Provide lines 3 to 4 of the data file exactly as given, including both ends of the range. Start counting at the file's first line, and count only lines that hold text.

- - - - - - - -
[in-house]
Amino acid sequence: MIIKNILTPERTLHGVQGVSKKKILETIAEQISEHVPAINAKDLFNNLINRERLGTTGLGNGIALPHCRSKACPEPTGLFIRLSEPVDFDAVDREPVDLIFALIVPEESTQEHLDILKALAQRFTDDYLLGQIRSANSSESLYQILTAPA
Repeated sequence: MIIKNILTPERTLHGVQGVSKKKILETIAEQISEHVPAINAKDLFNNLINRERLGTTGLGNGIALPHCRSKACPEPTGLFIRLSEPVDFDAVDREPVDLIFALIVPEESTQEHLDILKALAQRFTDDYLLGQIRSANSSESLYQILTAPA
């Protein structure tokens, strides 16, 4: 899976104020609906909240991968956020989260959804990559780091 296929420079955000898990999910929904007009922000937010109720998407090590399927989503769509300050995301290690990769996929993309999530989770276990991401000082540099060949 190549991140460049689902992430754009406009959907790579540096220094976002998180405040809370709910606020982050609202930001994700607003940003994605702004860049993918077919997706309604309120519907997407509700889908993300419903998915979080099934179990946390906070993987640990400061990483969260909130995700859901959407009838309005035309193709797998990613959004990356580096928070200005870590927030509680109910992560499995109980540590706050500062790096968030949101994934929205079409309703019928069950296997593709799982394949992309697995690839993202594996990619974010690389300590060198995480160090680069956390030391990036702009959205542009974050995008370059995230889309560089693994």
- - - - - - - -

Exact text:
Repeated sequence: MIIKNILTPERTLHGVQGVSKKKILETIAEQISEHVPAINAKDLFNNLINRERLGTTGLGNGIALPHCRSKACPEPTGLFIRLSEPVDFDAVDREPVDLIFALIVPEESTQEHLDILKALAQRFTDDYLLGQIRSANSSESLYQILTAPA
């Protein structure tokens, strides 16, 4: 899976104020609906909240991968956020989260959804990559780091 296929420079955000898990999910929904007009922000937010109720998407090590399927989503769509300050995301290690990769996929993309999530989770276990991401000082540099060949 190549991140460049689902992430754009406009959907790579540096220094976002998180405040809370709910606020982050609202930001994700607003940003994605702004860049993918077919997706309604309120519907997407509700889908993300419903998915979080099934179990946390906070993987640990400061990483969260909130995700859901959407009838309005035309193709797998990613959004990356580096928070200005870590927030509680109910992560499995109980540590706050500062790096968030949101994934929205079409309703019928069950296997593709799982394949992309697995690839993202594996990619974010690389300590060198995480160090680069956390030391990036702009959205542009974050995008370059995230889309560089693994």